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WaMu to lay off up to 3,000

Washington Mutual’s new owner, JPMorgan Chase, is expected to lay off thousands of Seattle workers over the next several months as it shifts operations to its New York headquarters and other business centers around the country.

JPMorgan is handing out layoff notices now and is expected to finish making decisions about all of WaMu’s 43,200 employees nationwide by Dec. 1.

As many as 3,000 of WaMu’s 4,200 workers in Seattle could lose their jobs, according to current and recently departed WaMu executives who spoke on condition of anonymity.

“It’s pretty dire for Seattle,” said one former high-ranking executive.

The layoffs will leave gaping holes in downtown Seattle’s commercial real-estate market, where WaMu occupies more office space than any other company.

A small group is being offered jobs elsewhere in JPMorgan, such as Columbus, Ohio, the support center for much of its Chase retail-banking operation.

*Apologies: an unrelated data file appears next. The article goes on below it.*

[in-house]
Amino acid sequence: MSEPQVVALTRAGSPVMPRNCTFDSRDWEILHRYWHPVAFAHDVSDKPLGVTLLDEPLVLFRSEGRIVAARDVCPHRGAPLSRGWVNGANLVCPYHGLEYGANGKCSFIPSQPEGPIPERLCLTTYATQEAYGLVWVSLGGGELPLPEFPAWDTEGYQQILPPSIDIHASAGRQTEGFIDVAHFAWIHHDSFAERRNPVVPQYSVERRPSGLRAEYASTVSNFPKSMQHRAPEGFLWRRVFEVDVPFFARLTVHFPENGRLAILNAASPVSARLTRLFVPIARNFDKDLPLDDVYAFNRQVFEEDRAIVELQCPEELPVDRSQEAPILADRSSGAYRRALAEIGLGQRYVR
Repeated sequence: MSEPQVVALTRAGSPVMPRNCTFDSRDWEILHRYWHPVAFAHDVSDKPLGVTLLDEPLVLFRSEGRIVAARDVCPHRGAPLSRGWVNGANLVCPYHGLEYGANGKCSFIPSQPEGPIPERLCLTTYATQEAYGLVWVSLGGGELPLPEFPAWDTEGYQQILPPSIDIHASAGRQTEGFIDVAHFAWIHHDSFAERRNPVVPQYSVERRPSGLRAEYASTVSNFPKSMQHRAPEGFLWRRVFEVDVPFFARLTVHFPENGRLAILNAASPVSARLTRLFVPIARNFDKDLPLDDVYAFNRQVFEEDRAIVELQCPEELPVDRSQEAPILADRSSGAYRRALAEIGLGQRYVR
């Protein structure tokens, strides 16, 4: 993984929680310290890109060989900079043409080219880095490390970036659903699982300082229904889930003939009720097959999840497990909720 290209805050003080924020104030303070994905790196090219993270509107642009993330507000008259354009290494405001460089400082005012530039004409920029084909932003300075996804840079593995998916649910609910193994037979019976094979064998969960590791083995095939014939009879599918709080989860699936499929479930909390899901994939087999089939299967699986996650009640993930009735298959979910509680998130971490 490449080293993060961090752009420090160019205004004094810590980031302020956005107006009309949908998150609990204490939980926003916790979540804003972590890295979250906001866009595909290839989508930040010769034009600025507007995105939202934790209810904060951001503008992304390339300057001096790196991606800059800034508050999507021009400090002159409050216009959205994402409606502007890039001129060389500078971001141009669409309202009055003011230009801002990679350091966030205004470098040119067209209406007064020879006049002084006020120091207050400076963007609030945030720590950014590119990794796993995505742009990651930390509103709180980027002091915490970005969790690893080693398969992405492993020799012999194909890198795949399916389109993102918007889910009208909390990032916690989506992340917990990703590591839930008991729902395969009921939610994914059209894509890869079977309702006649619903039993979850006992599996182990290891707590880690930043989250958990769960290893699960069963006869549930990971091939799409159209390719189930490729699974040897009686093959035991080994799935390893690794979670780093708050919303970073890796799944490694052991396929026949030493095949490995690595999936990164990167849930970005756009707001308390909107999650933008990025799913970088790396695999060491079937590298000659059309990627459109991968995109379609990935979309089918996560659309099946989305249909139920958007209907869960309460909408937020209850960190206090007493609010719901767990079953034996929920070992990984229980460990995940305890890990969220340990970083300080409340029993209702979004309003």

Holiday sale tactic hits real estate

Real estate agents eager to move some houses are turning to that common retail tactic: the holiday sale.

Agents here have cut asking prices up to $70,000 for homes throughout the region in a pitch they are calling “Home for the Holidays.”

“It is the single largest home sale promotion we’ve ever had in southeast Idaho,” Steve Hatch, president of the Greater Idaho Falls Association of Realtors, told the Post Register. “It’s a landmark event for us.”

There are more than 260 properties listed for the event. To participate, homeowners had to agree to reduce their asking prices by at least 5 percent. Some are offering discounts of 10 percent or more.


Online spending slows to a crawl

Online spending for October grew at the slowest pace since at least 2001, an Internet research company says, the latest evidence that Web shopping is being dragged down by the deteriorating economy.

According to the comScore Inc. report, online spending increased a meager 1 percent last month from the year-ago period, marking the slowest sales pace for any month since the Chicago-based company began tracking the data seven years ago.

The results exclude business from auctions, autos and travel.

From wire reports


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